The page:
This 1949 Cisitalia Colombo Boasts Targa Florio History And Once Belonged To A Sicilian Baron
Story by Laura Ferriccioli
Photography by Achille Cortellessa
By the time this 1949 Cisitalia Colombo was built, the racing driver and founder of the Cisitalia marque, Piero Dusio, had already made the brilliant D46 and D48 racing cars, and was busy developing the 360 single-seater with none other than Ferdinand Porsche—a car which sadly never made it past the prototype stage. The Cisitalia pictured here is also quite rare, and also born from collaboration.
In the post-war 1940s, the Sicilian baron Stefano La Motta was enjoying his privileges and took up some racing with perhaps the most beautiful car to wear the Cisitalia Ibex, 202. As a gentleman driver, he raced the spider version of the 202 Berlinetta—the 202 SMM—which was referred to as the “Spyder Nuvolari” thanks to the strong performance of Tazio Nuvolari with the model at the Mille Miglia.
La Motta the racing baron entered many competitions with the car, and was often met with good results by the end of the weekend. Although the car was damaged in an accident in one of its less lucky outings, legend has it that La Motta managed to salvage the 1100cc engine (four cylinders, two carburetors) and asked the famous Milanese chassis builder Gilberto Colombo (known for his Gilco brand) to make a new chassis for the engine to call home. The motor was mounted in a mechanic’s workshop in Palermo belonging to the Ravettos—also racing drivers and Fiat concessionaires—while the design of the new body taken over by the coachbuilders at Fratelli Tarantino. Put it all together, and you have this, the 1949 Cisitalia Colombo.
As for the white paint, there is another story attached. The most plausible explanation is that the nobleman La Motta is believed to have been a fan of the Borbone family that ruled Southern Italy until the unification of the country in 1861. The color of the flag of the Regno delle Due Sicilie—as the Borbones’ kingdom was called—was white, and that’s likely why La Motta chose it for his cars instead of the Italian national racing color of red.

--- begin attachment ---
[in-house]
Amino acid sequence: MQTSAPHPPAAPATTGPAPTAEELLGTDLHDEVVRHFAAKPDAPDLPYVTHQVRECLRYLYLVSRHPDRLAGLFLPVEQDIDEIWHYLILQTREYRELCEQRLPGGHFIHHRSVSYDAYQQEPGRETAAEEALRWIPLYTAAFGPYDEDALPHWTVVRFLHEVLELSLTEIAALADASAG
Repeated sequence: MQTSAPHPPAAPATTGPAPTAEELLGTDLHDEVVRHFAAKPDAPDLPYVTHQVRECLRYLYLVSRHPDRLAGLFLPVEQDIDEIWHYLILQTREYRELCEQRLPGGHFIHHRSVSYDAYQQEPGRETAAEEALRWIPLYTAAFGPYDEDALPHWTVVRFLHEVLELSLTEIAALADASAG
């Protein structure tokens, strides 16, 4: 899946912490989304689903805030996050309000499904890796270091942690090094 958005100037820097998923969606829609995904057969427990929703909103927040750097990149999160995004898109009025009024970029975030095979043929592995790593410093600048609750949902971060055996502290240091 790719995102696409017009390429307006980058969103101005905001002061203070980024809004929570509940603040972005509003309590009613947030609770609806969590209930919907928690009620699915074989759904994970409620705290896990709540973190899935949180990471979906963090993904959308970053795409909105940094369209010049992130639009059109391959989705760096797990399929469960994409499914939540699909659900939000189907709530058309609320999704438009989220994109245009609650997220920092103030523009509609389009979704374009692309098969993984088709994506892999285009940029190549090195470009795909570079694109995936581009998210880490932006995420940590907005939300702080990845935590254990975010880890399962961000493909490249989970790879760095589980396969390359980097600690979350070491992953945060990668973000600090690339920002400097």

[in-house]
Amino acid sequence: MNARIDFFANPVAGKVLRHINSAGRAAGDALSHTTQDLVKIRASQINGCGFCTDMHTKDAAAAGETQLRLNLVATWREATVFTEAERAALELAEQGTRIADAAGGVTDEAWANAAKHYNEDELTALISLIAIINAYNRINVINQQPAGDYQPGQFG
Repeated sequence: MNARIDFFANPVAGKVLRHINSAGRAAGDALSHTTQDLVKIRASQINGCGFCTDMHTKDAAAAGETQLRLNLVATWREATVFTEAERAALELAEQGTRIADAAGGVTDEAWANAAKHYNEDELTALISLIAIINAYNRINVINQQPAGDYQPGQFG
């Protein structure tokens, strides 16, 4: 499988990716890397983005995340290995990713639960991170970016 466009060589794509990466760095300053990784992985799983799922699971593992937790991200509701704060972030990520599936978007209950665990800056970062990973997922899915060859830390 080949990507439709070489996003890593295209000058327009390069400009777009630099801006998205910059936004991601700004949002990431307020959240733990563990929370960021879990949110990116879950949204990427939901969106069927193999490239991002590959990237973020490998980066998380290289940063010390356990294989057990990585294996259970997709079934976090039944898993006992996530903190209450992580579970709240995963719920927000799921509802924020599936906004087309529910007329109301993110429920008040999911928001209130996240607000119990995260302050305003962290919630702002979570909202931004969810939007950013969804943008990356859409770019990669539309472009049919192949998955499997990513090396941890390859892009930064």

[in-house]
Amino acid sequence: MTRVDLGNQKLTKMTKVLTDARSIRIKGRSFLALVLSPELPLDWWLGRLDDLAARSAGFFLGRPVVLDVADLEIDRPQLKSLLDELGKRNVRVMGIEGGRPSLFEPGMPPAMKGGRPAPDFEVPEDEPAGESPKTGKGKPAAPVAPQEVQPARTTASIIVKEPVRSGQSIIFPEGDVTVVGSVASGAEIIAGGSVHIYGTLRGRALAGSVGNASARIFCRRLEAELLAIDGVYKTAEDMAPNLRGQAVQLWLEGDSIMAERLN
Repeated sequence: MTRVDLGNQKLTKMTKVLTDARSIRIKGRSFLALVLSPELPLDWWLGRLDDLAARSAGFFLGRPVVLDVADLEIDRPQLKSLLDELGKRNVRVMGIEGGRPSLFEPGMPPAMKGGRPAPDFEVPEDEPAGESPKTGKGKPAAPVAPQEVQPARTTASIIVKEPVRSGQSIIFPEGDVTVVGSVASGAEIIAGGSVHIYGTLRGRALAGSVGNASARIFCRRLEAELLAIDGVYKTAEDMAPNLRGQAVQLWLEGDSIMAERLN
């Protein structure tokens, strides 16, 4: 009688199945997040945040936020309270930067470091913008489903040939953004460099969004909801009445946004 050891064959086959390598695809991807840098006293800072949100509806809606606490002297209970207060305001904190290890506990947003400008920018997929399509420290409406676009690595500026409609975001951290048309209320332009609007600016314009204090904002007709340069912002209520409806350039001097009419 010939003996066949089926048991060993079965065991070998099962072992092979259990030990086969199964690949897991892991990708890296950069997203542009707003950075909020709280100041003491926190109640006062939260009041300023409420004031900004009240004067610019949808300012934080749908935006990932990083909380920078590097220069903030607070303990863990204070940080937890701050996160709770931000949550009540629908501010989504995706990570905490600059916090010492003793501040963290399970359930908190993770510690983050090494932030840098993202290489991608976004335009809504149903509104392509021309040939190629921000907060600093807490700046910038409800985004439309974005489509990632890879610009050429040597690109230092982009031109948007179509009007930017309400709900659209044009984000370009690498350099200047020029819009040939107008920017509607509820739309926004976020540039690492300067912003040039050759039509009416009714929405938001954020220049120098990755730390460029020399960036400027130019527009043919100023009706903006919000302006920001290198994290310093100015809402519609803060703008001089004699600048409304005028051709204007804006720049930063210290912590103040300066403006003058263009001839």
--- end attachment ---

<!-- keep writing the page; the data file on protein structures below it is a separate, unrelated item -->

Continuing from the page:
La Motta moved on to other cars and activities, and the second owner of the Cisitalia was another Sicilian gentleman driver, Mario Cammarata. He repainted the body in red and took the car to the 1951 Giro di Sicilia with Gianni Alterio, who also raced it in the Targa Florio, finishing fifth overall and second in class.
Sadly, that was the same year in which La Motta died in a championship race near Siracusa, in his Alfa Romeo 1900—which, of course, was white. The little Cisitalia was sold again a bit later, to a third gentleman driver from Palermo, Giovanni Casales, who won his class in a race between Catania and Palermo at the Sicilian speed championship in 1952. The car was later raced several more times in “La Cursa”—as the locals referred to the Targa Florio—and in competitions like the Giro delle Calabrie, Salita del Monte Pellegrino, and so on.
Can you imagine how amazing it must feel to drive this car on a road race at full tilt? It’s light, low, and with its added power steering it is very easy to control. The road holding ability is fantastic, the current owner assures me. It’s not particularly powerful compared to other racing cars of its time, but as long as you don’t climb too much altitude you can achieve a good average speed on a hillclimb or similarly twisting sprint course.
The current custodian of the car, who’s owned it since 1982 and keeps it alive and kicking, once had the privilege of an illustrious witness to the authenticity of the restoration he’d made; in the late ‘90s, while the car was right on the grid about to start the Giro di Sicilia, Giovanni Casales showed up in Politeama Square in Palermo and immediately recognized the unmistakeable white Cisitalia he once owned. It had been his until 1955, so he knew what he was talking about when he confirmed it had been restored very well, erasing any doubts the owner may have had.
The engine block wasn’t like the original one however, as Casales noticed a special arm that had been added at the time to hold the distributor in place was missing. But it’s part of the game for a competition car to be modified over the years, and this particular one had many owners and can boast of a long sporting history.
At the end of the event where he met his old car, Casales was able to take a ride in it with the current owner. “He was thrilled, and we ended up on a fantastic journey into the past through the streets of Palermo!” recalls the current owner, who kindly sat in the passenger seat to allow Casales relive a bit of his past.